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Field trip memo: Third years explore environmental management applications in Florida

13 June 2016

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Environmental science and geography students, who took the ‘Environmental Management Applications’ module in the third year, toured south Florida this Easter to investigate first-hand some of the world’s biggest and most ambitious wetland and river restoration projects, from the Kissimmee River through Lake Okeechobee and the Everglades and out to the Florida Key Coral Reefs. The Florida hydrological system has been dramatically altered by humans and is now undergoing a vast amount of geo- and hydroengineering to preserve the environment. The techniques and technologies used within Florida are applicable to projects all over the world, making this one of the best locations to study human impact, restoration technologies and integrated catchment management.

This year the group, led by Dr Kate Spencer (Reader in Environmental Geochemistry in the School of Geography), started the trip at the bottom of the watershed within the John Pennekamp Coral Reef State Park, where they were able to observe the damaging effects of anthropogenic and climate change on marine water quality and the coral reefs through a series of lectures by local specialists and then trips out to the coral reef. After that they traced the water back up through the Everglades, learning how the water volumes here have changed since the arrival of people and about the damage excess nutrients from farming can cause. One of the most exciting talks was given by a park ranger who explained how the Everglades system worked, the importance of alligators as a keystone species and the importance of indicator species in monitoring the quality of the water - all of this was given while wading through a meter of water as the students ‘slogged the slough’.

After learning about the problems in the Everglades, they travelled further north to the Loxahatchee Impoundment Landscape Assessment, where landscape scale experiments are being conducted in real time, exploring different scenarios which could be applied to the Everglades due to climate change; visited the Storm Water Treatment areas, which help to protect the Everglades and finally visited the Florida Agricultural Area which is accused of causing much damage to the Everglades.


Geography student, Jordan Coppin

“We were lucky enough to be invited on a swamp buggie tour at the Archbold research station which allowed us to observe a working farm which is also a research area where postgraduate students are able to experiment with the impact of farming on land condition, greenhouse gas emissions and water run-off. The tour was a bit bumpy, but being high up on the buggie meant that we could traverse the flooded landscape. Our last stop was the Kissimmee River where river restoration is converting the river from a man-made channelized system, back to a meandering river with associated flood plains and ecosystems” said who accompanied the group to Florida.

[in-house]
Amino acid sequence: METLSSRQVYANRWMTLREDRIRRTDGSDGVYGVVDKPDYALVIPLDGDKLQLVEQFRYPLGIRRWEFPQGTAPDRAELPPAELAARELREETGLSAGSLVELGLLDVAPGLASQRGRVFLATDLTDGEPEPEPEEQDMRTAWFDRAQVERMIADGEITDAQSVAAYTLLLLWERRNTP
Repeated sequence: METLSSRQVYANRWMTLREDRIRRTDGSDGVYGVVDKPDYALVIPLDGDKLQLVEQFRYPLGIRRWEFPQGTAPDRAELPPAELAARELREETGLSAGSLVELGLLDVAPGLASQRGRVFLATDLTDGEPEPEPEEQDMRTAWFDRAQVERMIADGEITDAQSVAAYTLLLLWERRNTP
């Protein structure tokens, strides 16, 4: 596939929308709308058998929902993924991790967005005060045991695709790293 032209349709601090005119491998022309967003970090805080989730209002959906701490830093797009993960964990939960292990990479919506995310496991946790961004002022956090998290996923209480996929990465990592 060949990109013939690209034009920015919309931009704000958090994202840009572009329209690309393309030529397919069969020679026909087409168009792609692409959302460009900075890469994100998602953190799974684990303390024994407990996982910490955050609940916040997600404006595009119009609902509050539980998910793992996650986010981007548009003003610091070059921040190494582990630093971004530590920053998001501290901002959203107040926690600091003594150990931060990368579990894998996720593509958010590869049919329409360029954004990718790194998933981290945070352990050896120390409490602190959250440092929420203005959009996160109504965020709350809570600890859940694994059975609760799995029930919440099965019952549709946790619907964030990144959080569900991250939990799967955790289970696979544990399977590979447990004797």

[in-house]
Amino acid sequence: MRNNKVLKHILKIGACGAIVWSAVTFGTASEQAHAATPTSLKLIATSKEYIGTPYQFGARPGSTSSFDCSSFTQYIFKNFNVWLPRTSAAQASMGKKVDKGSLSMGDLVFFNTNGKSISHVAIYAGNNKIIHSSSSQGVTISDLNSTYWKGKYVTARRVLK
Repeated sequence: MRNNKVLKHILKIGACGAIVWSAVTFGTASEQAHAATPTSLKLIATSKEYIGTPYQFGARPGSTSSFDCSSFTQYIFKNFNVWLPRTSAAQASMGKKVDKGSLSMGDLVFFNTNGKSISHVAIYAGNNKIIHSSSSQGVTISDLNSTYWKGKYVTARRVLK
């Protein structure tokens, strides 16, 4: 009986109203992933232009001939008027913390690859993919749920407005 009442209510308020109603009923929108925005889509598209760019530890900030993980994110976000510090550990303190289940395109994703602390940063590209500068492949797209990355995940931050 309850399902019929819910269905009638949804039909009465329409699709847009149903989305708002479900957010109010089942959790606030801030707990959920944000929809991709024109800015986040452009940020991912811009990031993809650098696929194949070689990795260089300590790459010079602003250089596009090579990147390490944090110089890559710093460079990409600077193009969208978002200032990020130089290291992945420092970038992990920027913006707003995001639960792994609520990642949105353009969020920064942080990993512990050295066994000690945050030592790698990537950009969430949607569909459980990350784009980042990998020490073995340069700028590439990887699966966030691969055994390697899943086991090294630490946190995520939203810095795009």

Final year student, Jordan Coppin, who studies for a Geography BSc degree said “The Florida field trip is one that you utterly cannot miss! From landing in Miami International Airport it was non-stop till we sat on the plane on the way home. The adventuring began from the very first day on ‘slogging a slough’ and investigating different vegetation and animal species. From visiting the Florida Keys and the John Pennykamp Coral Reef State Park and kayaking through mangroves and seeing a juvenile manatee come up for air, could this fieldwork get any better? It did!”


Students visit a dairy farm to learn about agricultural impact on the Everglades © Tung Mai

“We got to have a ride on the classic ‘airboat’ that seems to characterise tourism in the Everglades and then the captain let us hold his ten year old alligator without a muzzle! Finally we had a tour on an open-topped carriage around a dairy farm run by scientists to study agricultural impact on the Everglades and took a boat ride up the Kissimmee River to study restoration projects in action.”

“The fact that we had stayed at places throughout the Everglades had meant we all had a larger picture of what needed to be done to help preserve them. Most importantly, what was truly important to us at the start of our scientific careers was the realisation of the effects humans really do have on the environment. A fieldwork experience not to be missed!"

Students taking the Environmental Management Applications module explore the physical, environmental, political and economic issues surrounding a range of restoration and management schemes in South Florida which may include fluvial, terrestrial, estuarine, coastal and marine environments.


Environmental science student, Tung Mai

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